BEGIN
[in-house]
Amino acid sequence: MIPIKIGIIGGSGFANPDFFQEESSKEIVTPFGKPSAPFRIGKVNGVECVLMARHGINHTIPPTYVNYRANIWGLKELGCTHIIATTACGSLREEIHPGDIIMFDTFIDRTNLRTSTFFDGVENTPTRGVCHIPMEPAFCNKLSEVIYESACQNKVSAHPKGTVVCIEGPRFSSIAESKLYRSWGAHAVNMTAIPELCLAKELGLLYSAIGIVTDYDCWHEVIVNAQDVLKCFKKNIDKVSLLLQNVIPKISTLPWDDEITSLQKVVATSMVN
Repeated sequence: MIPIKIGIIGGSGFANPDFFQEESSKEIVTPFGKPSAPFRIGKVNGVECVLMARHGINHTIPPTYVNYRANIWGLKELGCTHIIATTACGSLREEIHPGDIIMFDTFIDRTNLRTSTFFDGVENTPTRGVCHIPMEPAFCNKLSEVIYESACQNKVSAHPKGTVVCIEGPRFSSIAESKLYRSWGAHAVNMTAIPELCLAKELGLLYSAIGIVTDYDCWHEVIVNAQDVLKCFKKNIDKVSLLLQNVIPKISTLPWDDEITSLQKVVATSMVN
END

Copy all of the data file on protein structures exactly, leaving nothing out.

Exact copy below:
[in-house]
Amino acid sequence: MIPIKIGIIGGSGFANPDFFQEESSKEIVTPFGKPSAPFRIGKVNGVECVLMARHGINHTIPPTYVNYRANIWGLKELGCTHIIATTACGSLREEIHPGDIIMFDTFIDRTNLRTSTFFDGVENTPTRGVCHIPMEPAFCNKLSEVIYESACQNKVSAHPKGTVVCIEGPRFSSIAESKLYRSWGAHAVNMTAIPELCLAKELGLLYSAIGIVTDYDCWHEVIVNAQDVLKCFKKNIDKVSLLLQNVIPKISTLPWDDEITSLQKVVATSMVN
Repeated sequence: MIPIKIGIIGGSGFANPDFFQEESSKEIVTPFGKPSAPFRIGKVNGVECVLMARHGINHTIPPTYVNYRANIWGLKELGCTHIIATTACGSLREEIHPGDIIMFDTFIDRTNLRTSTFFDGVENTPTRGVCHIPMEPAFCNKLSEVIYESACQNKVSAHPKGTVVCIEGPRFSSIAESKLYRSWGAHAVNMTAIPELCLAKELGLLYSAIGIVTDYDCWHEVIVNAQDVLKCFKKNIDKVSLLLQNVIPKISTLPWDDEITSLQKVVATSMVN